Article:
Romance novels need a canon
"Bet Me" by Jennifer Crusie
A contemporary romantic comedy set to Elvis Costello and lots of luxurious and sinful sugary treats. Read the whole essay.
This just in: Not all the fools are Republicans. Recently, one Melissa Harris-Perry, a Tulane professor who moonlights on MSNBC political talk shows, wrote an article for the Nation titled “Black President, Double Standard: Why White Liberals Are Abandoning Obama.”
See, nobody ever criticized Bill Clinton, another centrist Democrat who faced a hostile Republican congress. Indeed, he was “enthusiastically re-elected” in 1996. Therefore, “[t]he 2012 election is a test of whether Obama will be held to standards never before imposed on an incumbent. If he is, it may be possible to read that result as the triumph of a more subtle form of racism.”
The professor actually wrote that. See, certain academics are prone to an odd fundamentalism of the subject of race. Because President Obama is black, under the stern gaze of professor Harris-Perry, nothing else about him matters. Not killing Osama bin Laden, not 9 percent unemployment, only blackness.
Furthermore, unless you’re black, you can’t possibly understand. Yada, yada, yada. This unfortunate obsession increasingly resembles a photo negative of KKK racial thought. It’s useful for intimidating tenure committees staffed by Ph.D.s trained to find racist symbols in the passing clouds. Otherwise, Harris-Perry’s becoming a left-wing Michele Bachmann, an attractive woman seeking fame and fortune by saying silly things on cable TV.
The sheer political stupidity of turning Obama’s reelection into a racial referendum cannot be overstated. It would be an open confession of weakness. Whatever its shortcomings, this White House is too smart to go there. Harris-Perry will have to fight this lonely battle on her own. Voters can’t be shamed or intimidated into supporting this president or any other. They can only be persuaded.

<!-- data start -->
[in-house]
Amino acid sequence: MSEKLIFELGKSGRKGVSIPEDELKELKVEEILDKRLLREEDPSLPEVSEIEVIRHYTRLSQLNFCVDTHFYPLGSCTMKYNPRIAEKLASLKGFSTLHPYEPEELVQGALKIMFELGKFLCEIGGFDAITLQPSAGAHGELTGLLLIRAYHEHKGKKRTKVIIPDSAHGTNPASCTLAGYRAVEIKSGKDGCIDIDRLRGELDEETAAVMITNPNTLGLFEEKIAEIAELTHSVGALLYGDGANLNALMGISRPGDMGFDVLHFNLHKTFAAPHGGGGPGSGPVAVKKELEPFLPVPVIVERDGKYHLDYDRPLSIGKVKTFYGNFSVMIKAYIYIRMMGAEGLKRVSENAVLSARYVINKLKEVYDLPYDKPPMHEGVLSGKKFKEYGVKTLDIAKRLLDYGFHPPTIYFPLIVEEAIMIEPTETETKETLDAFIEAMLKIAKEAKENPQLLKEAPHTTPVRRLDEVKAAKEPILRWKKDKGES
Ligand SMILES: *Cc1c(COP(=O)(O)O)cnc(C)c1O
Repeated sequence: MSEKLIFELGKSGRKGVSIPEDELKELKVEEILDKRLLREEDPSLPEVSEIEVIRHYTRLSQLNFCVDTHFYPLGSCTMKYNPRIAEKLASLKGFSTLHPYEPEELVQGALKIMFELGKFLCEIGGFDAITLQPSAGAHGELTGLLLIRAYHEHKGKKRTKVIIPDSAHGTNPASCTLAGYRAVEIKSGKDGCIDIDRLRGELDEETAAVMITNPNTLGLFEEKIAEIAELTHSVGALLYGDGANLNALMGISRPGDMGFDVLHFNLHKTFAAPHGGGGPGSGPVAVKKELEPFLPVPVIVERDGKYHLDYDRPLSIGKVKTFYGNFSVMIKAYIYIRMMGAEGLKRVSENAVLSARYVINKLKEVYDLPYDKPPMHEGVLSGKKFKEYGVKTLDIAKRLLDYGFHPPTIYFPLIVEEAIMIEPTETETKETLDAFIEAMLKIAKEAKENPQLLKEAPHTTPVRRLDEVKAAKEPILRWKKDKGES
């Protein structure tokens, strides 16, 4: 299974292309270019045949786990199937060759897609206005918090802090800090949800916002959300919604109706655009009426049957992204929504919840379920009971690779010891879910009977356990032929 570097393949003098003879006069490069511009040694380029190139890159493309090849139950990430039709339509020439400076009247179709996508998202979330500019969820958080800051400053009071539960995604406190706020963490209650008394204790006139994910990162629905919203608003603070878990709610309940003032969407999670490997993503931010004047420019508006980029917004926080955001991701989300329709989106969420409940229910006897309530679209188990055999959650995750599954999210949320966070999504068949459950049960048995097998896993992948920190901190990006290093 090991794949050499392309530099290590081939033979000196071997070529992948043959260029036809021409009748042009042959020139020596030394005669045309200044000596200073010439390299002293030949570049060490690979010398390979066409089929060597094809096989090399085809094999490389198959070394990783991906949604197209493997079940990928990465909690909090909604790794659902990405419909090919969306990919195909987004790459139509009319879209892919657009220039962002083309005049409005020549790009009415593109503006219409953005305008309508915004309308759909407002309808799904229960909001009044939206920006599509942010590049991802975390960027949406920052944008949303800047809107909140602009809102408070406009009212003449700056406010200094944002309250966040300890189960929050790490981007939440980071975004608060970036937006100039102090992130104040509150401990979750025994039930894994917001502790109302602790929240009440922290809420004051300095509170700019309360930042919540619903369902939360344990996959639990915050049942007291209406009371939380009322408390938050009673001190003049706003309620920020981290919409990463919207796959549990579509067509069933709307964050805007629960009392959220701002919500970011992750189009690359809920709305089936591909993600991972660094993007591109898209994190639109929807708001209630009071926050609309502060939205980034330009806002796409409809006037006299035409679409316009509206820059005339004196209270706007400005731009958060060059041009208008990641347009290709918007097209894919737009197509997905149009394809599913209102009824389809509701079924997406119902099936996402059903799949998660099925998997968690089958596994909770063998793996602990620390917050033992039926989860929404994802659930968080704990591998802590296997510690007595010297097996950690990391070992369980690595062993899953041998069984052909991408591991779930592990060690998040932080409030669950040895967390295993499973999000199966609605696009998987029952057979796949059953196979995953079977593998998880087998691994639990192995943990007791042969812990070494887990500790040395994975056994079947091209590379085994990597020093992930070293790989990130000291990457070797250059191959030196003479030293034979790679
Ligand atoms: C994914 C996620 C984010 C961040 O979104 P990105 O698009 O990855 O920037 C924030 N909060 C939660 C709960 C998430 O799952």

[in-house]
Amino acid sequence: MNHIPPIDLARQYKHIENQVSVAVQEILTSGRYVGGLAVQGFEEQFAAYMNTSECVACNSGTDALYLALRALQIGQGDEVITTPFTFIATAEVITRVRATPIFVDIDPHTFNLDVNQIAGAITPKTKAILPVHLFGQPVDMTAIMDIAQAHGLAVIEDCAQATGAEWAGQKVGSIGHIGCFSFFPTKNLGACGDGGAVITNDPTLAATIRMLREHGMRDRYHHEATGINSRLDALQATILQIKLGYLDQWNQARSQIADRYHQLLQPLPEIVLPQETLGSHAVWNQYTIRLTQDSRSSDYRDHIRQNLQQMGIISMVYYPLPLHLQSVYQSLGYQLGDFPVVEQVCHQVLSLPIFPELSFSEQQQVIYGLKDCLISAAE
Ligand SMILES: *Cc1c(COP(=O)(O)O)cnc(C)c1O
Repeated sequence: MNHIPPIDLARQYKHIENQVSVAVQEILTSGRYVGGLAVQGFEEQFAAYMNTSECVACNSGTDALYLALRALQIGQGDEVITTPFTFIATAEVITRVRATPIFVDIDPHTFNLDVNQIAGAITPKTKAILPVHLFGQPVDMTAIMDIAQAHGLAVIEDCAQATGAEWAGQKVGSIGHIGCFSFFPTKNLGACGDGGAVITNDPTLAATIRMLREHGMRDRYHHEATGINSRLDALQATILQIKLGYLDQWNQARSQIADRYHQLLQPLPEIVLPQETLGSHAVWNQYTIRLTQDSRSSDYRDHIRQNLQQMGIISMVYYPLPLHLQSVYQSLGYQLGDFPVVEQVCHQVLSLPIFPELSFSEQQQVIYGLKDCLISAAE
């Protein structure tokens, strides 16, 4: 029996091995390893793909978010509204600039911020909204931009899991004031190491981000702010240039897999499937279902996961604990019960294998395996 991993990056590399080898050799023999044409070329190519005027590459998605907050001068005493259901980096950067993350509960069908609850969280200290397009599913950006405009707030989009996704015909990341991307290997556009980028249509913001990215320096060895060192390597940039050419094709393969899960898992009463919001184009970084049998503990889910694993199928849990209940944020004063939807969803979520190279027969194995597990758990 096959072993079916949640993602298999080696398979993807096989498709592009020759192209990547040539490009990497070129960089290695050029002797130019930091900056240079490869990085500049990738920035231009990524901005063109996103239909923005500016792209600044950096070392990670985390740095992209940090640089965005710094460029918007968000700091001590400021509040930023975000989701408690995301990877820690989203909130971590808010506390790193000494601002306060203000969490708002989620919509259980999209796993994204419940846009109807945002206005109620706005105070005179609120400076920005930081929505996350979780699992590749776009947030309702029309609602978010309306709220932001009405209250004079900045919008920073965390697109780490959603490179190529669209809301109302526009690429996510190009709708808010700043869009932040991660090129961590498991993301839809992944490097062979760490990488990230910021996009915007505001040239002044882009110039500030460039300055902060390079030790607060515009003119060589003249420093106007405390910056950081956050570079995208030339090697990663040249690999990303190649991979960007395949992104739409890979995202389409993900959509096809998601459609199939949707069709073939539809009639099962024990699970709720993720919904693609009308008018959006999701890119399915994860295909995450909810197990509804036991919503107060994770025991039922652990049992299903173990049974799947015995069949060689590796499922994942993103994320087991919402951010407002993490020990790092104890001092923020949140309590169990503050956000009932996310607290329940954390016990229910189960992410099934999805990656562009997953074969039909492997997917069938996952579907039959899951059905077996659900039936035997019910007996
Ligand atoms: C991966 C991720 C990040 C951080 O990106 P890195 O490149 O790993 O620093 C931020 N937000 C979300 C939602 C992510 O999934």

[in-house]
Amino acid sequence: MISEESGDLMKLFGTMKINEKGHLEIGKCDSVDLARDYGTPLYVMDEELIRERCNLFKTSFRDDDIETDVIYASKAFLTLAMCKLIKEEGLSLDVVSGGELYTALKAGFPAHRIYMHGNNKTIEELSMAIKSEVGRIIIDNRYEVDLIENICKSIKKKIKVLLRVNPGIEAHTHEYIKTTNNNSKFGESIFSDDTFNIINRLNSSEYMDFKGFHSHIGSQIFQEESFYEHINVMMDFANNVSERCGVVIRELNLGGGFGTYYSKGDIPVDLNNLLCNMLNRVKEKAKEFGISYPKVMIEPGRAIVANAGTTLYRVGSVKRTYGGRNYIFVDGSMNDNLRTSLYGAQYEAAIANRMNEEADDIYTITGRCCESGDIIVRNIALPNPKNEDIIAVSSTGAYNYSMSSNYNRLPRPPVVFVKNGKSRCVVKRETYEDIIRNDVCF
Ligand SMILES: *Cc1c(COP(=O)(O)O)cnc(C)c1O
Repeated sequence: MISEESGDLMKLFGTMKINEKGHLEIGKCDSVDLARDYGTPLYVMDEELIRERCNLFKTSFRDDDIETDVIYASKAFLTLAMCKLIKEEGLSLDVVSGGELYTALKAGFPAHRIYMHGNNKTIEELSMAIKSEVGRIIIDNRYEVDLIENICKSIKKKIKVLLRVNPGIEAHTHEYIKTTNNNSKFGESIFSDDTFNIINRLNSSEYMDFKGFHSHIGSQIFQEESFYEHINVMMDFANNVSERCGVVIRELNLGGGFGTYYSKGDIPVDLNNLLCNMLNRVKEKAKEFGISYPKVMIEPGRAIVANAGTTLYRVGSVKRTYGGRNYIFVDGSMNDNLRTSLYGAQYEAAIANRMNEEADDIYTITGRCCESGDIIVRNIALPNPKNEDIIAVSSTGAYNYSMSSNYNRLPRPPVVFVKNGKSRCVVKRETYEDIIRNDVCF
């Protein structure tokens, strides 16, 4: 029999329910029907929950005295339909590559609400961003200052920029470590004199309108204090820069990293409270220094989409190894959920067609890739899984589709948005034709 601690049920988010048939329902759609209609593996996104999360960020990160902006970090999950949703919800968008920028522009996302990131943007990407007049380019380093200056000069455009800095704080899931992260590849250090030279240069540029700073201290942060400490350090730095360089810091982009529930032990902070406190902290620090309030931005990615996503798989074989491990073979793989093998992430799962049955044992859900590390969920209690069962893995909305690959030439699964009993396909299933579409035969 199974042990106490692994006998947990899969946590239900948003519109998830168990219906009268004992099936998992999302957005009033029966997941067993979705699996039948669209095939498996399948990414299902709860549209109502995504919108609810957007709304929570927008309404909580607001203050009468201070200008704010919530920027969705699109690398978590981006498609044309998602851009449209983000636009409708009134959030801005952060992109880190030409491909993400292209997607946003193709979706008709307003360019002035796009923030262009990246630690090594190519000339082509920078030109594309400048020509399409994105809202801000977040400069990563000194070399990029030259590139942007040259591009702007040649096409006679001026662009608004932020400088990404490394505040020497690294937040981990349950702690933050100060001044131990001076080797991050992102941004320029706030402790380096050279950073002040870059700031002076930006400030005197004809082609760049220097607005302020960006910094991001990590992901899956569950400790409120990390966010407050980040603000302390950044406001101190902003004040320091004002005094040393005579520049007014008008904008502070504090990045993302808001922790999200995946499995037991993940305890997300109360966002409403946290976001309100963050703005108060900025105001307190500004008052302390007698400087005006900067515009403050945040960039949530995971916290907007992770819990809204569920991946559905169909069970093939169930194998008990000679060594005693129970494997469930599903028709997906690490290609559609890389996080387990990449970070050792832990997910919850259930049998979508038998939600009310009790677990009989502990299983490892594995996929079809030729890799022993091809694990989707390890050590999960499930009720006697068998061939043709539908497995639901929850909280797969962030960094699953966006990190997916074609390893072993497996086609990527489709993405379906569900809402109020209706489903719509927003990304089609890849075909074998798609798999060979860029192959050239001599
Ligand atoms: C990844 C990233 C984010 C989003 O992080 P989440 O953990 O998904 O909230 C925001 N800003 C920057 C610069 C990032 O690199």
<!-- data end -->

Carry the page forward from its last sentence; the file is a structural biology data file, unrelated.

And with the U.S. economy stagnating, they’re going to need lots of persuading. Which is why the good news is that Obama has actually started talking like a Democrat again. It’s hard to think of a recent political event more effective than the president’s appearance in Rep. John Boehner’s district last week. Over Obama’s shoulder loomed the rust-pocked, visibly decaying superstructure of the I-75 Bridge linking Kentucky and Ohio.
You didn’t need to be a civil engineer to recognize that to cross the Ohio River is to take your life in your hands. (Indeed a crack in a critical load-bearing element forced Indiana’s Republican Gov. Mitch Daniels to close the I-64 Bridge linking Kentucky and Indiana only weeks ago.) Without major repairs, that bridge is fixing to just drop in the river one day.
Speaking in support of his American Jobs Act, Obama pulled no punches. He called out two GOP antagonists by name.
“The bridge behind us happens to connect the state that is home to the speaker of the House, with the home state of the Republican leader in the Senate,” Obama said. “Mr. Boehner and Mr. McConnell, those are the two most powerful Republicans in government. They can either kill this jobs bill, or they can help pass this jobs bill …
“There is no reason for Republicans in Congress to stand in the way of more construction projects. There is no reason to stand in the way of more jobs. Mr. Boehner, Mr. McConnell, help us rebuild this bridge. Help us rebuild America. Help us put construction workers back to work. Pass this bill!”